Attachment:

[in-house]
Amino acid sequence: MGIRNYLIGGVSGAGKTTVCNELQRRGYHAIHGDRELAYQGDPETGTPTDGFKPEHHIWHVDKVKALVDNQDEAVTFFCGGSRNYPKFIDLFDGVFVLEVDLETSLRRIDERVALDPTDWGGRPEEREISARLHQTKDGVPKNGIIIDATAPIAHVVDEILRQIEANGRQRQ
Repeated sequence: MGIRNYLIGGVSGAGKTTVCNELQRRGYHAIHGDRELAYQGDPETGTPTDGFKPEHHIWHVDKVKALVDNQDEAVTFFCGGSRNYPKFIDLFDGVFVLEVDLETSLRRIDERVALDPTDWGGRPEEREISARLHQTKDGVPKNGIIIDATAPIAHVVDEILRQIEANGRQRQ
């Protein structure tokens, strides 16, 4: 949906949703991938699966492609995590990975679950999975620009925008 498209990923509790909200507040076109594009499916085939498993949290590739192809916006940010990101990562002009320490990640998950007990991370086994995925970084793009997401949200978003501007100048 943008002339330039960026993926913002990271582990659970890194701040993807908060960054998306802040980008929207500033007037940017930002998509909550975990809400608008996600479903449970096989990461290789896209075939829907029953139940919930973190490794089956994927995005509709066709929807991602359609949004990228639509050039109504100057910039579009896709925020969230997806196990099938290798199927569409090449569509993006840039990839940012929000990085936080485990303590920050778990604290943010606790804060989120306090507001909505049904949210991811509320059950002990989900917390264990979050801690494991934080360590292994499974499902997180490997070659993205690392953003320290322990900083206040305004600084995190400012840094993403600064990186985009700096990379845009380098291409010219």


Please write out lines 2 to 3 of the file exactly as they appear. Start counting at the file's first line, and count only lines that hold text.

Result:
Amino acid sequence: MGIRNYLIGGVSGAGKTTVCNELQRRGYHAIHGDRELAYQGDPETGTPTDGFKPEHHIWHVDKVKALVDNQDEAVTFFCGGSRNYPKFIDLFDGVFVLEVDLETSLRRIDERVALDPTDWGGRPEEREISARLHQTKDGVPKNGIIIDATAPIAHVVDEILRQIEANGRQRQ
Repeated sequence: MGIRNYLIGGVSGAGKTTVCNELQRRGYHAIHGDRELAYQGDPETGTPTDGFKPEHHIWHVDKVKALVDNQDEAVTFFCGGSRNYPKFIDLFDGVFVLEVDLETSLRRIDERVALDPTDWGGRPEEREISARLHQTKDGVPKNGIIIDATAPIAHVVDEILRQIEANGRQRQ